Why is the Afterpay (ASX:APT) share price so volatile?

Volatility, why is thy name Afterpay?

| More on:
Scared looking people on a rollercoaster ride, just like the Afterpay share price in recent months.

Image source: Getty Images

For the many things the Afterpay Ltd (ASX: APT) share price is known for, stability is not high on the list. Yes, this buy now, pay later (BNPL) pioneer has delivered some neck-cracking growth over the past few years. Just for context, the Afterpay share price is currently still up an incredible 4,016% over the past 5 years at its current level of $121.47 a share (at the time of writing).

But that growth has not come smoothly.

A brief history of a BNPL giant

Back in 2018, Afterpay shares rose more than 200% between just April and August. In the 2 subsequent months, the company then lost roughly 42% of its value. In 2019, we saw a similar experience, with the shares putting on more than 70% over just a couple of months, but not without a subsequent 25% drop as well.

And then, we had 2020.

The coronavirus-induced market crash in early 2020 saw global markets tank. The S&P/ASX 200 Index (ASX: XJO) alone lost roughly 36% between 20 February and 23 March 2020.

But that was nothing compared to what happened to Afterpay shares. Afterpay was riding high in early 2020, hitting new all-time highs and peaking at close to $40 by February. But when the market crash hit, Afterpay shares were annihilated. The company rapidly fell from close to $40 in February to under $9 a share by 23 March. That was a fall of close to 80% peak to trough.

But for investors who managed to hold on during this wild ride, the rewards were even more dramatic. Once it became clear that the global economy was going to be liberally supported by government intervention, global markets rebounded across April and May 2020.

By May, Afterpay was back to making new all-time highs above $40 a share. By August, it had hit $80. And by February 2021, $160 a share (its current all-time high).

In more recent months, the Afterpay share price has been influenced by the takeover offer that was made for the company by Square Inc (NYSE: SQ). Square is to acquire Afterpay after the US-based payments company made an all-scrip offer of 0.375 Square shares for every Afterpay share back in August.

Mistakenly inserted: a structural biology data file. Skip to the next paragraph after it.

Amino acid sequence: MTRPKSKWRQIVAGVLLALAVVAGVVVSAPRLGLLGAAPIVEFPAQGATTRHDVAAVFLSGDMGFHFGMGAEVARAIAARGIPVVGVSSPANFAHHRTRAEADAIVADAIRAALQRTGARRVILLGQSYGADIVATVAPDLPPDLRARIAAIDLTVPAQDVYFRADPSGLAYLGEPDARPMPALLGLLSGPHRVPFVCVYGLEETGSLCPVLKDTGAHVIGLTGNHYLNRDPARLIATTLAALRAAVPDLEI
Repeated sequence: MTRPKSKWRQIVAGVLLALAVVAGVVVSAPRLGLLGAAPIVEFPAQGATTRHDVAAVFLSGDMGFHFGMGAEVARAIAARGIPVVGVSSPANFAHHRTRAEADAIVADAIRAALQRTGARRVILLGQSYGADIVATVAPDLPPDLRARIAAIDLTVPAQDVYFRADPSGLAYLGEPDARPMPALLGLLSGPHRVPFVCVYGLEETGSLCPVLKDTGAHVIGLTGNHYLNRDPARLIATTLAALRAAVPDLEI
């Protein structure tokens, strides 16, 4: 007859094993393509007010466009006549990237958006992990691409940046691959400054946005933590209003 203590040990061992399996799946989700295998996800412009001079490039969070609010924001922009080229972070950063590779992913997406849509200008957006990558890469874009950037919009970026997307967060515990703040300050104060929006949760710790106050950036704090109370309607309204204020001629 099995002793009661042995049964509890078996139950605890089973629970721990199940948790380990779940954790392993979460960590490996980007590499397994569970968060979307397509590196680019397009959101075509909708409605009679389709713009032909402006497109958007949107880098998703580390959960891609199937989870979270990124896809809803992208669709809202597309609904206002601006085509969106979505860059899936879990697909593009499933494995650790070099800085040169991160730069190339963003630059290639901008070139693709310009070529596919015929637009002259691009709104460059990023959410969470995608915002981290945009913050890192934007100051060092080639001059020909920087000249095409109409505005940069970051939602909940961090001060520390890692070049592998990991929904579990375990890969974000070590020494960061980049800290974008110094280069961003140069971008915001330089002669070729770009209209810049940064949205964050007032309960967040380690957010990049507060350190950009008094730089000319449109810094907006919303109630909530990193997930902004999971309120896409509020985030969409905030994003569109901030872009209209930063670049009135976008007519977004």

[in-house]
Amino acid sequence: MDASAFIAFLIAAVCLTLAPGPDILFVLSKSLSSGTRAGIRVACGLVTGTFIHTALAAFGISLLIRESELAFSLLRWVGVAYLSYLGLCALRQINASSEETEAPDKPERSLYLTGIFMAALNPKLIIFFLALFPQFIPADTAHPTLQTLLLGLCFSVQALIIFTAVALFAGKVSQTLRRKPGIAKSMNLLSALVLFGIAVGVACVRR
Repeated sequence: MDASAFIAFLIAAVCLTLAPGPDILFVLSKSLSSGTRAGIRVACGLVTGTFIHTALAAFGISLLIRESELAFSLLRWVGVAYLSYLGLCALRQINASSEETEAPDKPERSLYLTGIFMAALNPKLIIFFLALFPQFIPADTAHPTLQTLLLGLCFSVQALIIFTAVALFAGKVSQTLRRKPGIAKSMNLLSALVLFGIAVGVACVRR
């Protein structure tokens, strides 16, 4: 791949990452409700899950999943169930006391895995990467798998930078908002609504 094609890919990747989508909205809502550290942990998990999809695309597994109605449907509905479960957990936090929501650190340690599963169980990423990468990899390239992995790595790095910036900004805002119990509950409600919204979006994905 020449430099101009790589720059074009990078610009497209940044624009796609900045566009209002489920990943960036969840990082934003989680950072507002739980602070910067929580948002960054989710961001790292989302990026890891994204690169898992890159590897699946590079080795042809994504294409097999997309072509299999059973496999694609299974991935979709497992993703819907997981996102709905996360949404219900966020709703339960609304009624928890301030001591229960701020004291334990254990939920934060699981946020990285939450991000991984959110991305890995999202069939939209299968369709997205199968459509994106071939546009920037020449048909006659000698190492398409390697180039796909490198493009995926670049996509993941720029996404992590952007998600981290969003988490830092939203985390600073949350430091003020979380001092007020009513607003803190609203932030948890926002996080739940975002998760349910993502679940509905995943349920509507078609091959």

Why is the Afterpay share price so volatile?

So now we have a good idea of how volatile the Afterpay share price is, why is this the case?

That’s a complex question. The most important thing to note is Afterpay’s reputation as an ASX growth share. Growth shares are usually characterised by a number of factors. These include rapid revenue growth rates, negative earnings, a reputation for ‘disruption’ and a passionate investor base. Afterpay has arguably displayed all of these characteristics for a number of years now.

It is difficult to value a company of this nature with traditional metrics like the price-to-earnings (P/E) ratio. As such, we often see a wide variety of views as to what the future holds. In other words, you tend to see investors flocking to one of two camps: ‘Afterpay is way too cheap’, or ‘Afterpay is way too expensive’.

This dichotomy can be described as one of the possible reasons Afterpay shares have been so volatile over the past few years. If and when Afterpay is swallowed by Square, the ASX will lose one of its hottest, but most polarising and volatile shares it has seen in years. But the Afterpay share price has sure made many investors very happy along the way.

Should you invest $1,000 in Afterpay right now?

Before you consider Afterpay, you'll want to hear this.

Motley Fool Investing expert Scott Phillips just revealed what he believes are the 5 best stocks for investors to buy right now... and Afterpay wasn't one of them.

The online investing service he’s run for nearly a decade, Motley Fool Share Advisor, has provided thousands of paying members with stock picks that have doubled, tripled or even more.* And right now, Scott thinks there are 5 stocks that are better buys.

*Returns as of August 16th 2021

Motley Fool contributor Sebastian Bowen has no position in any of the stocks mentioned. The Motley Fool Australia’s parent company Motley Fool Holdings Inc. owns shares of and has recommended AFTERPAY T FPO. The Motley Fool Australia owns shares of and has recommended AFTERPAY T FPO. The Motley Fool has a disclosure policy. This article contains general investment advice only (under AFSL 400691). Authorised by Bruce Jackson.

More on BNPL shares